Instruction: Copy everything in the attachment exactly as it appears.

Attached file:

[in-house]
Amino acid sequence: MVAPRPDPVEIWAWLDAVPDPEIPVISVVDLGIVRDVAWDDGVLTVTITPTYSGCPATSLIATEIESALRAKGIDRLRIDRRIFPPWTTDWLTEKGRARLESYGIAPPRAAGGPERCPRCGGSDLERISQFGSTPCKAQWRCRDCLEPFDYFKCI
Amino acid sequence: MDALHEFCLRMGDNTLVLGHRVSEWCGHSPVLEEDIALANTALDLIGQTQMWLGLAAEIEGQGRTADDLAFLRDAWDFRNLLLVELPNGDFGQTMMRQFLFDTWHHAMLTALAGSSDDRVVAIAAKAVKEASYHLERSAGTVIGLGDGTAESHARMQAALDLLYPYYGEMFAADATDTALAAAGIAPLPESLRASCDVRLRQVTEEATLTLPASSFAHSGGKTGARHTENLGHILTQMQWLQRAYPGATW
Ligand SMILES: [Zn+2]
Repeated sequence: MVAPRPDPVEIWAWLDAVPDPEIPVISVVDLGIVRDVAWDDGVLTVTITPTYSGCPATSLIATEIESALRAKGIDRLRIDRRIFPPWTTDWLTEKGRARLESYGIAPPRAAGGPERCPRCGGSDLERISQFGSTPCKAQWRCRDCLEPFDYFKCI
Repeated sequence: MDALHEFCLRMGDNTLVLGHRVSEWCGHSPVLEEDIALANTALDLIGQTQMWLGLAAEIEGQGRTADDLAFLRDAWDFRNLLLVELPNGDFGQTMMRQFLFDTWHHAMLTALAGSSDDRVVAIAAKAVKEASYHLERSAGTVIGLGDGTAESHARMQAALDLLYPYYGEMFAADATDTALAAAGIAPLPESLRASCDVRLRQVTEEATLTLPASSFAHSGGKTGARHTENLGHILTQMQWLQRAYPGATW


[in-house]
Amino acid sequence: MVAPRPDPVEIWAWLDAVPDPEIPVISVVDLGIVRDVAWDDGVLTVTITPTYSGCPATSLIATEIESALRAKGIDRLRIDRRIFPPWTTDWLTEKGRARLESYGIAPPRAAGGPERCPRCGGSDLERISQFGSTPCKAQWRCRDCLEPFDYFKCI
Amino acid sequence: MDALHEFCLRMGDNTLVLGHRVSEWCGHSPVLEEDIALANTALDLIGQTQMWLGLAAEIEGQGRTADDLAFLRDAWDFRNLLLVELPNGDFGQTMMRQFLFDTWHHAMLTALAGSSDDRVVAIAAKAVKEASYHLERSAGTVIGLGDGTAESHARMQAALDLLYPYYGEMFAADATDTALAAAGIAPLPESLRASCDVRLRQVTEEATLTLPASSFAHSGGKTGARHTENLGHILTQMQWLQRAYPGATW
Ligand SMILES: [Zn+2]
Repeated sequence: MVAPRPDPVEIWAWLDAVPDPEIPVISVVDLGIVRDVAWDDGVLTVTITPTYSGCPATSLIATEIESALRAKGIDRLRIDRRIFPPWTTDWLTEKGRARLESYGIAPPRAAGGPERCPRCGGSDLERISQFGSTPCKAQWRCRDCLEPFDYFKCI
Repeated sequence: MDALHEFCLRMGDNTLVLGHRVSEWCGHSPVLEEDIALANTALDLIGQTQMWLGLAAEIEGQGRTADDLAFLRDAWDFRNLLLVELPNGDFGQTMMRQFLFDTWHHAMLTALAGSSDDRVVAIAAKAVKEASYHLERSAGTVIGLGDGTAESHARMQAALDLLYPYYGEMFAADATDTALAAAGIAPLPESLRASCDVRLRQVTEEATLTLPASSFAHSGGKTGARHTENLGHILTQMQWLQRAYPGATW